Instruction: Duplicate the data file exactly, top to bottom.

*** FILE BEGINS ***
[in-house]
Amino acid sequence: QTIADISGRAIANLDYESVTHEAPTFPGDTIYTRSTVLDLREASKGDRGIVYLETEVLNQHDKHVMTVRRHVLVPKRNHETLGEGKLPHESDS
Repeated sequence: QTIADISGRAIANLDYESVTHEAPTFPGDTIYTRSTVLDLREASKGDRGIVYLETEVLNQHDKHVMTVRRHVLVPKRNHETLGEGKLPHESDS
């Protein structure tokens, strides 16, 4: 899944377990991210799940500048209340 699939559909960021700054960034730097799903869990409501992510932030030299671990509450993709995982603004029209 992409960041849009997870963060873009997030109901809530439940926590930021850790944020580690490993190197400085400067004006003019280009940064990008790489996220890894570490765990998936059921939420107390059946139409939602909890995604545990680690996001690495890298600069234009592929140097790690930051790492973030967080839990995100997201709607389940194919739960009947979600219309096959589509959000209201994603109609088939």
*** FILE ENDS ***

[in-house]
Amino acid sequence: QTIADISGRAIANLDYESVTHEAPTFPGDTIYTRSTVLDLREASKGDRGIVYLETEVLNQHDKHVMTVRRHVLVPKRNHETLGEGKLPHESDS
Repeated sequence: QTIADISGRAIANLDYESVTHEAPTFPGDTIYTRSTVLDLREASKGDRGIVYLETEVLNQHDKHVMTVRRHVLVPKRNHETLGEGKLPHESDS
């Protein structure tokens, strides 16, 4: 899944377990991210799940500048209340 699939559909960021700054960034730097799903869990409501992510932030030299671990509450993709995982603004029209 992409960041849009997870963060873009997030109901809530439940926590930021850790944020580690490993190197400085400067004006003019280009940064990008790489996220890894570490765990998936059921939420107390059946139409939602909890995604545990680690996001690495890298600069234009592929140097790690930051790492973030967080839990995100997201709607389940194919739960009947979600219309096959589509959000209201994603109609088939």